A thought came up to me as I was watching Hard to Kill (1990). After I watched the film, I was reminded of the Kill Bill movies, and I wondered if Hard to Kill's plot inspired Quentin Tarantino to make the series. It looks so. Both Hard to Kill, and the two Kill Bill movies are all revenge pictures, but with two very different characters. Both characters are shot dead and put into a coma, and both wake up several years later to exact revenge on their enemies. And while I prefer the bloody entertaining Kill Bill movies more, I will say that Hard to Kill is a mildly entertaining action flick.
The film stars Steven Seagal, who plays L.A. cop Mason Storm, who videotapes a mobster being contracted by thugs to kill someone. Storm can't get a clear image of the man who has hired the mobster, but recognizes the voice. But then Storm is caught, and a hit is put on him. More thugs are sent to his home, where they kill him and his wife and kid.
But there's a catch. Storm isn't quite dead, but in a coma, and after seven years, he wakes up in a hospital, where the thugs arrive to finish him off. How they manage to find out that he's alive and well is unknown to me. Storm manages to save himself and a cute nurse, Andy Stewart (Kelly LeBrock), and they decide to take shelter in Andy's cottage, where Storm heals himself by inserting fine needles into his skin, and practices his Aikido.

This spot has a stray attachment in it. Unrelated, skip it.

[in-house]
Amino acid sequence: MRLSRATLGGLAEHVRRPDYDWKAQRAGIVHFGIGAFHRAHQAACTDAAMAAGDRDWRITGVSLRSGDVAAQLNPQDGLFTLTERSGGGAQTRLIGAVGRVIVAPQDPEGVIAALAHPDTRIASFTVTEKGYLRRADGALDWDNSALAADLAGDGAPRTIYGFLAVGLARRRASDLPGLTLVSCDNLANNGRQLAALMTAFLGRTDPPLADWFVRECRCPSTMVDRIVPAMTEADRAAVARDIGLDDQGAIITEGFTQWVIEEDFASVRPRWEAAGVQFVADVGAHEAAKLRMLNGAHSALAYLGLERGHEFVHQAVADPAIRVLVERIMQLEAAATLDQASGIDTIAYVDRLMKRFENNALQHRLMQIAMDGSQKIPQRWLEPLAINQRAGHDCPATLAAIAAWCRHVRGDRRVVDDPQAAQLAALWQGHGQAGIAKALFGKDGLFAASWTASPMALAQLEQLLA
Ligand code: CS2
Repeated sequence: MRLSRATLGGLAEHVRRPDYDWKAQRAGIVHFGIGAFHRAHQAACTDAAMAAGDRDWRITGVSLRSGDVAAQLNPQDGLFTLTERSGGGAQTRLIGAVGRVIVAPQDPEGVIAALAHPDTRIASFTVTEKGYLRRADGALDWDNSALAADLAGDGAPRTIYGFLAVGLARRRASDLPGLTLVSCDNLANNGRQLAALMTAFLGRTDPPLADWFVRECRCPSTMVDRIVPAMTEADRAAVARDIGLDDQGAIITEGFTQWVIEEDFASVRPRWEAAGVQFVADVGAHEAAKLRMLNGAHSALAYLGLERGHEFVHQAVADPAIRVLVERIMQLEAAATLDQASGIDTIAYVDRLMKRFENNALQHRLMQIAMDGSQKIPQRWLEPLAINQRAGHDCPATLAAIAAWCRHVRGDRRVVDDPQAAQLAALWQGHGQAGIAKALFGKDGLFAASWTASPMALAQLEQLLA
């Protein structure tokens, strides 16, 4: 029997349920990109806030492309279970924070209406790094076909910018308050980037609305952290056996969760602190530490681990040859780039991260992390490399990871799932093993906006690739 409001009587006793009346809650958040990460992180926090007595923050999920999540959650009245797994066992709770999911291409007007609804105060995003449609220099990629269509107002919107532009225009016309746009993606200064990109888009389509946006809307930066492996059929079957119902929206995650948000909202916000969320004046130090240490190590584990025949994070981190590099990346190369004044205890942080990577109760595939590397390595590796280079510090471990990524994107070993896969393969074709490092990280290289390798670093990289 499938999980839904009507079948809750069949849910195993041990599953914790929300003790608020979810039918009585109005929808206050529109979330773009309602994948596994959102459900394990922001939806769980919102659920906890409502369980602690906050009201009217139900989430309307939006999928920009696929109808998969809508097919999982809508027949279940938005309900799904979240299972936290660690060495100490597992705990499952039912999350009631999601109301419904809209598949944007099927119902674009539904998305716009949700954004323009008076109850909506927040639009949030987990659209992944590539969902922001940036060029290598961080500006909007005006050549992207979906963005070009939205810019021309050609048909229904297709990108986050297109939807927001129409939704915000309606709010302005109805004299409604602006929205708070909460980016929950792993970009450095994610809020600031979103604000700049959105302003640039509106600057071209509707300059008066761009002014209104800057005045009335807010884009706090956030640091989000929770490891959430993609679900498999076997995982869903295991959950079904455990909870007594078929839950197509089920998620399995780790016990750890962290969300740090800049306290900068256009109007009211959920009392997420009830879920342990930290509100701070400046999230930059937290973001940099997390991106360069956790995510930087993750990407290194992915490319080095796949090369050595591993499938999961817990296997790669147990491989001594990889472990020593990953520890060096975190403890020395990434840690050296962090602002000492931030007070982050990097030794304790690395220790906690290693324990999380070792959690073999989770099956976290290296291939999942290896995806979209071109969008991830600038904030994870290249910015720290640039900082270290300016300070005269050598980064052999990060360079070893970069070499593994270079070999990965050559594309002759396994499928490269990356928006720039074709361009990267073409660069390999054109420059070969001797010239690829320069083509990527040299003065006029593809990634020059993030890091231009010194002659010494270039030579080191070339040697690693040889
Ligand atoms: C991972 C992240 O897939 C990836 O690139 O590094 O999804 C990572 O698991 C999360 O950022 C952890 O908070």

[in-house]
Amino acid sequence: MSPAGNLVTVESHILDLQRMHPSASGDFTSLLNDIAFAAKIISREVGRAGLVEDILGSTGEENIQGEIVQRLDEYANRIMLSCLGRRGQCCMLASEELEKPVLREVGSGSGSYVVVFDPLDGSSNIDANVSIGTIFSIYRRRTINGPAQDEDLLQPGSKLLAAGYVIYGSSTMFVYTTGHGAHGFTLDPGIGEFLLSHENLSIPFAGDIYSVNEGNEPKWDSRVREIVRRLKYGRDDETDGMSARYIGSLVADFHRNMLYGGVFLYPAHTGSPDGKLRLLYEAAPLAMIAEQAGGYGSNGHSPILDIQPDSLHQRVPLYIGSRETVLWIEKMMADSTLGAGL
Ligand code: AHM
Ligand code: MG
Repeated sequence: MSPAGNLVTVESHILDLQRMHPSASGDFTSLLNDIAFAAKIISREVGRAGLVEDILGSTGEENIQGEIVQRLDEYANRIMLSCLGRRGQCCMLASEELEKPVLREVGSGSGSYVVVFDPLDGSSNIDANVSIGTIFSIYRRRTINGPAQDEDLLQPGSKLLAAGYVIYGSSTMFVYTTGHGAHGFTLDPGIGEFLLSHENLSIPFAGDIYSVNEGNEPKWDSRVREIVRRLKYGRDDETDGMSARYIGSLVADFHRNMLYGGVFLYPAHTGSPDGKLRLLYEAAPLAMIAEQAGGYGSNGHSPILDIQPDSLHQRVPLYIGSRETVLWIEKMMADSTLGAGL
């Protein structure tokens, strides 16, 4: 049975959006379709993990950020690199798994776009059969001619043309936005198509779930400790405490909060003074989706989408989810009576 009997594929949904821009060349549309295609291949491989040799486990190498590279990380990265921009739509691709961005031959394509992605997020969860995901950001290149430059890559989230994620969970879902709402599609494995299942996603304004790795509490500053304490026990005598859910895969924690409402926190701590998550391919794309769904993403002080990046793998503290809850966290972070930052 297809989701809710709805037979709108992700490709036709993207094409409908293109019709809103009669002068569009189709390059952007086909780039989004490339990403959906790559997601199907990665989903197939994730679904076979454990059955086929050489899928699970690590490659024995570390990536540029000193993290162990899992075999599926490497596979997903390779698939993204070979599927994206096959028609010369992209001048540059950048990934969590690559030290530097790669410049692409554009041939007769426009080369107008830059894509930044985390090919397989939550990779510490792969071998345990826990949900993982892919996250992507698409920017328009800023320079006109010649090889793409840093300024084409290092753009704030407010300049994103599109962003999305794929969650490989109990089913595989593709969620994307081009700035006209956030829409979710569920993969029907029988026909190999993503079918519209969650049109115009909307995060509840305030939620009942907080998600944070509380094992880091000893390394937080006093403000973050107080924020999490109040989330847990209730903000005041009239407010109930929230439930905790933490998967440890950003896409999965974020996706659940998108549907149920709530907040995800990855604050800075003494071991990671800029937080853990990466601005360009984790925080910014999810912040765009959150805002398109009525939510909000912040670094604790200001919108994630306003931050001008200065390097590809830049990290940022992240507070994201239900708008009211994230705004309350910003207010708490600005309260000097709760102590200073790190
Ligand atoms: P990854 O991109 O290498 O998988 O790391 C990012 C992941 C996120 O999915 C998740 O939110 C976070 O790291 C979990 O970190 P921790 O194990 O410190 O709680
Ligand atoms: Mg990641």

He soon realizes that a corrupt senator (William Sadler) put the hit on him, and he decides to take him down, along with a crooked cop (Andrew Bloch) who's involved in the scheme.
Seagal is effective here as the cop-turned-crusader, but his character is less convincing, than his Nico Toscani in his earlier feature film, Above the Law (1988). Perhaps, the best fight sequence happens at a liquor store robbery where Seagal takes on four thugs.
There are some strong performances, from the supporting actors. But Kelly LeBrock, who gets second billing, needed more in her role as the nurse, but it is quite obvious that she was placed into the film, because she was Seagal's wife at the time. We don't get to know much about her character, and we almost feel like she has a thankless role here.
William Sadler is hateful in his role as the corrupt senator and Frederick Coffin is convincing as Seagal's ex-partner who holds something dear to Seagal. Something I feel I should not reveal.
Hard to Kill is not up to par with the earlier Above the Law, or Under Siege (1992). Seagal's first two films were good efforts, but then he shifted down to less enjoyable roles in movies, that considered placing large amounts of graphic violence and martial arts combat into his movies, in order for them to become a big hits, like his later film, Marked for Death (1990).
Hard to Kill works as an entertainment (the martial arts sequences are convincing), in spite of its preposterous plotting (hero wakes up in a coma and defeats the bad guys). It's mildly entertaining, but compared to some of his worst efforts, it's one of Seagal's best.
15 of 23 people found this review helpful.
Was this review helpful to you?